1. Atlanta Hawks

  • Offensive rating: 109.6 to 109.9 to 110.0
  • Defensive rating: 103.8 to 104.9 to 105.1
  • Net rating: +5.8 to +5.0 to +4.9

I incorrectly left Shelvin Mack out of the predicted rotation, though he wouldn’t have changed much.

There were reasons to be concerned about the Hawks entering the playoffs based on this model. A six-game series against the Nets was surprising, because Brooklyn also looked weak. But the first-round matchup also exposed issues with Atlanta this model predicted.

Pick the No. 1 seed to advance at your own risk.

WESTERN CONFERENCE

1. Golden State Warriors

  • Offensive rating: 111.7 to 116.4 to 114.7
  • Defensive rating: 101.3 to 95.7 to 99.1
  • Net rating: +10.4 to +20.7 to +15.6

I didn’t include Marreese Speights and Leandro Barbosa in the Warriors’ rotation, but Steve Kerr did. If I had, Golden State’s projection would have suffered on both ends of the floor.

The Warriors are favored here regardless, but I believe if necessary, they can trim their rotation and become even stronger.

3. Los Angeles Clippers

  • Offensive rating: 113.2 to 117.5 to 118.8
  • Defensive rating: 106.3 to 105.9 to 105.4
  • Net rating: +6.9 to +11.6 to +13.4

I mistakenly had Spencer Hawes in the playoff rotation, but it’s clear Doc Rivers doesn’t trust him. Removing Hawes doesn’t make much difference, though it improves the Clippers’ adjusted rating a bit on both ends of the floor.

The big issue: Will Chris Paul be healthy? A playoff rotation without him projects to have an offensive/defensive/net rating of 97.0/108.1/-11.1. That’s disastrous, but it’s a small sample and overly relies on bench-heavy units. Blake Griffin and the Clippers’ other starters just didn’t play that much without Paul.

If Paul is healthy, the Clippers rate better than the Rockets. If not, lower – though it’s not clear just how much lower Los Angeles actually should be.

2. Houston Rockets

  • Offensive rating: 107.5 to 110.1 to 112.3
  • Defensive rating: 104.0 to 101.0  to 101.2
  • Net rating: 3.5 to +9.1 to +11.1

Clint Capela, not Joey Dorsey, was Houston’s backup center – and that would have boosted their pre-playoff projection on both ends of the floor.

For the most part, the Rockets are the steadier team in their second-round matchup. It’s Paul’s health that should determine everything.

Make no mistake, though: Houston’s playoff rotation is good and will require the Clippers to play well to advance.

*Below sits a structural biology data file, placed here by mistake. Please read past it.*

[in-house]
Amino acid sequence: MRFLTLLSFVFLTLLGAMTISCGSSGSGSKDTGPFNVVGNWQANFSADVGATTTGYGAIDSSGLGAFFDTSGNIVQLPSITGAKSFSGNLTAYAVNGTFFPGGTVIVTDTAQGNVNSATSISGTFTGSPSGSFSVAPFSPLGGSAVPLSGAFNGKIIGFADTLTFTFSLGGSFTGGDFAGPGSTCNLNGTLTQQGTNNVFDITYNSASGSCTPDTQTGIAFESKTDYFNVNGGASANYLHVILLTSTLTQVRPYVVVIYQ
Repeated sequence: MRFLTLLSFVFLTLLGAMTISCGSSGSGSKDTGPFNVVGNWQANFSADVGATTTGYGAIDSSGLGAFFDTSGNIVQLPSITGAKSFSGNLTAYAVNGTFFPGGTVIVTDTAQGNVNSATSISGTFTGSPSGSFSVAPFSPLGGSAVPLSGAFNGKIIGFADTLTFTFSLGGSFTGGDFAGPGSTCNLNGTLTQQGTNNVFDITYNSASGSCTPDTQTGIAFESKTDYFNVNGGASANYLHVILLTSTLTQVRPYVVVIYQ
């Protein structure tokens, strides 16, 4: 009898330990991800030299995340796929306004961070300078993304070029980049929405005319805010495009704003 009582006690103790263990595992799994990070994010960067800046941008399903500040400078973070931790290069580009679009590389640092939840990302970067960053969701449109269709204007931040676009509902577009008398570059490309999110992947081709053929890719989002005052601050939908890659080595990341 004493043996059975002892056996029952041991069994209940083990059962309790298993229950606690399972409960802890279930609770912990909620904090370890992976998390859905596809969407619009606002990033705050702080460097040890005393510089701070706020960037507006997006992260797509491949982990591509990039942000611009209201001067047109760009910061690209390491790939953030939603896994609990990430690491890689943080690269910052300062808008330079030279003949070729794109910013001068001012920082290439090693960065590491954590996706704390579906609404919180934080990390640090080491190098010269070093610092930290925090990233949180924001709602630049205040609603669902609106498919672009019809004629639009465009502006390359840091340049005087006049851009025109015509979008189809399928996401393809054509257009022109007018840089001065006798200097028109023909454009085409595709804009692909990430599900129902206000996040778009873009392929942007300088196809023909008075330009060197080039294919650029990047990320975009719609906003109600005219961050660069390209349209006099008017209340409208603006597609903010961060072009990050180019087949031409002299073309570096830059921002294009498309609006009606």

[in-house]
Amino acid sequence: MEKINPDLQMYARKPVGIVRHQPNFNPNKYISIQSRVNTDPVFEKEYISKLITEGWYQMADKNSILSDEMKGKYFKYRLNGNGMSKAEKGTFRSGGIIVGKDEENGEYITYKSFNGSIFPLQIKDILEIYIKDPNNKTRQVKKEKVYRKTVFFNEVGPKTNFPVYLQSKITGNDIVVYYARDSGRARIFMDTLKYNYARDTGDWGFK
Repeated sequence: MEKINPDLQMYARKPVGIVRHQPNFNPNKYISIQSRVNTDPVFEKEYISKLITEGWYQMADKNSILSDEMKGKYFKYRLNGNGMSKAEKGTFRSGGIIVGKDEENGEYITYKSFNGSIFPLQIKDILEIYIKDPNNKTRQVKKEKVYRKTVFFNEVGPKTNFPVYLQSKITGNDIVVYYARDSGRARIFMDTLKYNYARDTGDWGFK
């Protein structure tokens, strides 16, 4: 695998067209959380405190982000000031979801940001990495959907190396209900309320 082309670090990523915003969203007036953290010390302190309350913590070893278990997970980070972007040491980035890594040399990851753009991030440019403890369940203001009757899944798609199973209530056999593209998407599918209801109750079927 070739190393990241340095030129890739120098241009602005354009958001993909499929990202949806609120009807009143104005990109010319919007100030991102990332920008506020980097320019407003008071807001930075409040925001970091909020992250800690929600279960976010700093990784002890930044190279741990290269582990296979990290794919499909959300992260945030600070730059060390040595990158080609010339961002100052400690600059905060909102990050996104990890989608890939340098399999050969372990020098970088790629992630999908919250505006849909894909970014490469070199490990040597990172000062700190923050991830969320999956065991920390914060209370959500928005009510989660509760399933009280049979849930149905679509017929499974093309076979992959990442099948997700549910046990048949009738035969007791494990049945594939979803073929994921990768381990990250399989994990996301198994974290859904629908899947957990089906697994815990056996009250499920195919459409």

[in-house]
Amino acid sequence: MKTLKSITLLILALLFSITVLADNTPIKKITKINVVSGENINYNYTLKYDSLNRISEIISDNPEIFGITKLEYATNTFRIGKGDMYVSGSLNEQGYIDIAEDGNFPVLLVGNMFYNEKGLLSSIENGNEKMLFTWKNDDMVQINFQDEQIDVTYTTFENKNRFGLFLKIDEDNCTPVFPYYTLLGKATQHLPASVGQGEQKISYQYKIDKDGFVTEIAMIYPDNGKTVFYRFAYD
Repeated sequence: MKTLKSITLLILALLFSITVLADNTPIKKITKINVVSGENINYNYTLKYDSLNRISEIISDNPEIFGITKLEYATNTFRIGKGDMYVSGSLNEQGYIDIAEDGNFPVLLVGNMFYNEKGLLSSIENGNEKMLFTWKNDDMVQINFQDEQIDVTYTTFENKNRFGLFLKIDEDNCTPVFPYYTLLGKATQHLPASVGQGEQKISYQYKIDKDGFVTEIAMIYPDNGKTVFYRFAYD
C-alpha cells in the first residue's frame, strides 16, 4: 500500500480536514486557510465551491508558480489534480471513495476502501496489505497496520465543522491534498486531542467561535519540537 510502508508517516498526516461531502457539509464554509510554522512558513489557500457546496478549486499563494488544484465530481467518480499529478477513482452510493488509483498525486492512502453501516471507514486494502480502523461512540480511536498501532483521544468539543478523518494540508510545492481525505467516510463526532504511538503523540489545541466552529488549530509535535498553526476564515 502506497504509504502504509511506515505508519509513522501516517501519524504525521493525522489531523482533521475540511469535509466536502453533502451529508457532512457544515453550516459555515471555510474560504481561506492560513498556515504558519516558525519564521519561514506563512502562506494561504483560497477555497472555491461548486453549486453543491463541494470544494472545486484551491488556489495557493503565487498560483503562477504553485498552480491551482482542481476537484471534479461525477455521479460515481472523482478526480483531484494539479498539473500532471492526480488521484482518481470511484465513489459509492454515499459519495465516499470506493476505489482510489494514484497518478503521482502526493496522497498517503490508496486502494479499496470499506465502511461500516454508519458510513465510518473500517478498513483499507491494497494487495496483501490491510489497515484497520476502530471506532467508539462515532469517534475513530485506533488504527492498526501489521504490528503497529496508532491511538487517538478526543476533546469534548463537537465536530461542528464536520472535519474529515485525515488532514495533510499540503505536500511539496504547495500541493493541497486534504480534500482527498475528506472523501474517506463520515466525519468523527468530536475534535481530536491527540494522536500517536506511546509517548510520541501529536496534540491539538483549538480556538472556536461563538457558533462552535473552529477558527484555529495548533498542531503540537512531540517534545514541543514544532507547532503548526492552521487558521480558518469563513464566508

5. Memphis Grizzlies

  • Offensive rating: 106.2 to 108.0 to 109.1
  • Defensive rating: 102.7 to 102.7 to 102.8
  • Net rating: +3.5 to +5.3 to +6.3

I included Mike Conley in this projection. If he can’t play, the offensive/defensive/net splits go to 107.3/101.6+5.7.

That’s not as large a drop as I anticipated, but it probably doesn’t matter much. The Grizzlies land well behind the Warriors either way.

Monta Ellis, J.J. Barea pairing ignites Mavericks offense, gets Dallas Game 4 win over Houston

10 Comments

This result wIll be only stalling the inevitable at this point, but it makes you wonder: What if there had been no Rajon Rondo this series? What if it had been J.J. Barea and Monta Ellis in the backcourt from the start?

Barea came in and sped up the tempo of the Dallas offense. Monta Ellis clearly plays more freely without Rondo next to him. Rick Carlisle finally just went with his best lineup, and it worked.

Ellis put up 31 points, Barea had 17 points and 13 assists, Dallas owned Game 4 from the second quarter on and beat Houston 121-109, much to the delight of the Dallas home crowd.

Houston still leads the series 3-1. Game 5 is in Houston on Tuesday.

To have seen the start of this game, you would never have guessed the ending. The Rockets came out pounding the ball inside and getting the buckets they wanted — Dwight Howard was 5-of-5 in the first quarter, James Harden had 10 points on six shots (and he was attacking), and as a team the Rockets shot 68.7 percent. It was the kind of quarter where even when the Mavericks went to hack-a-Rocket and fouled Clint Capela he hit both free throws. At the end of one the Rockets were up 34-25.

Then everything changed. The second quarter started to feel like an elimination game, with some chippy play and Rick Carlisle picking up a technical for complaining to the refs. The Rockets missed five shots in a row, Howard went 1-of-9 from the free-throw line and Houston started to come apart (when teams go to hack-a-Howard he often gets passive). That plus some big plays from Monta Ellis and Barea pushing the ball in transition sparked a 28-11 Dallas run. By halftime, Dallas was up 61-53.

Then Dallas opened the second half on a 20-4 run. Houston shot 0-12 from the field to start the third quarter while Dallas hit 8-of-11.Dallas shot 67 percent in third quarter; they blew the game open and were never seriously threatened.

A lot of things went right for the Mavericks. Al-Farouq Aminu did a good job on James Harden, holding him to 24 points and a relatively quiet night. Dallas was strong on the offensive glass grabbing 37.2 percent of their missed shots. Dallas did everything well save hit their free throws (9-of-21).

The question is can they replicate all of that on the road? And can Kevin McHale make some adjustments to end the series Tuesday night and let his team get some rest while they wait for the winner of the Spurs/Clippers series?

Game 4 felt like the series we expected from these two teams, and Dallas showed Houston is going to have to earn Game 5.